Hello again friends,
As we review the news of the last month, we’d like to shine a light on something that is too often ignored by the prognosticators, something which, again and again, defies their darker predictions. Call it human will … or human intelligence … or even the human spirit. With backs against the wall, people can find unexpected resources to bend the curve. And they do. Here in the U.S. we’ve witnessed this spirit among the astonishing number of Americans overcoming the devastation of extreme weather and disasters playing out in their own backyards.
Mother Nature will continue to play by different rules. But we can, too. We can develop new tools, new processes, even new forms of energy, as showcased by recent breakthroughs in fusion. And while we are behind the curve in addressing the threat of climate change, we’ve been encouraged by new evidence that tipping points in human behavior and awareness could trigger faster emission cuts than currently projected.
From technology breakthroughs to deep dives into human and social psyches, we are pleased to be reminded that the past is not always prologue … the future is not written in stone … and (more specifically to our mission) the internationally agreed cap of 1.5℃ of global warming may still be attained.
So as always, much to lament during the last month, but also much to applaud. We welcome your feedback and questions about the latest climate news.
The C-Change Conversations Team
“… achieving net-zero emissions by 2050 is not only an aspirational goal. It is an economic growth imperative.” A statement from Deloitte.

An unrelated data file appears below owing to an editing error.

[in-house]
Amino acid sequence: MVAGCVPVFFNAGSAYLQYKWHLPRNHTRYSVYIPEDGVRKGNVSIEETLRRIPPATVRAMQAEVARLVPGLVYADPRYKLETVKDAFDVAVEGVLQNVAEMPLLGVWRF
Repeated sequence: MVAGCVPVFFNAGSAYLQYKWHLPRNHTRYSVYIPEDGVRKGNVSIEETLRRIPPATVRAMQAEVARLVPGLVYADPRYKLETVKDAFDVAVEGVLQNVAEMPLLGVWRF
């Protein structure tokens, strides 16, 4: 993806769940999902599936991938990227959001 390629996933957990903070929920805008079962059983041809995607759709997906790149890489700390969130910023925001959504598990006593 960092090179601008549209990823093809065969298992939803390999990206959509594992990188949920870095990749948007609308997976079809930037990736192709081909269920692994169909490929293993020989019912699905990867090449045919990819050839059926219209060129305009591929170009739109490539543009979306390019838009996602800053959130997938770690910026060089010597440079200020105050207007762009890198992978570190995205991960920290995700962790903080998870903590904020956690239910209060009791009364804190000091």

News of Hope
In February, the scientific journal Nature published a new study arguing that the variable of human behavior has been ignored by most climate models so far and could have a positive impact on our climate future. With the human factor included, the researchers’ model predicts the world is headed for .5℃ less warming than envisioned at the end of the Glasgow climate summit late last year. In other words, if policy making follows behavioral scientists’ models, we do stand a chance to cap global warming below catastrophic levels.
The science of old-fashioned physics, meanwhile, delivered additional cause for long-term optimism in the form of a major fusion energy breakthrough. As a reminder, fusion seeks to harness the reactions that power the sun and stars in order to ‘fuse’ together molecules of seawater in a reaction that would create limitless clean energy. Although the scientists involved foresee a long road ahead to commercial fusion, their advance is a welcome step forward at a moment when private capital is already taking risks on promising fusion startups.
From the galactic to the terrestrial: a prodigious bloom of agricultural startups aim to adapt food crops to drought conditions. The goal is not to limit climate change per se, but to avert food crises caused by rising temperatures. Future food supplies may also benefit from new reports of growing efficiencies in solar energy production. Big increases in capacity will reduce the acreage needed for solar farms.
And while we’re talking about human ingenuity, it’s worth mentioning that Ford Motor Company – arguably the historic starting point for the world’s love affair with gas-fueled automobiles – is planning a major reorganization to accelerate its push into electric vehicles. Happily, these changes (and more EV innovations elsewhere) are unfolding just as the U.S. begins testing its first stretch of ‘electrified road’ outside Detroit next year. If the concept is scalable, we may see roads capable of charging electric cars in motion.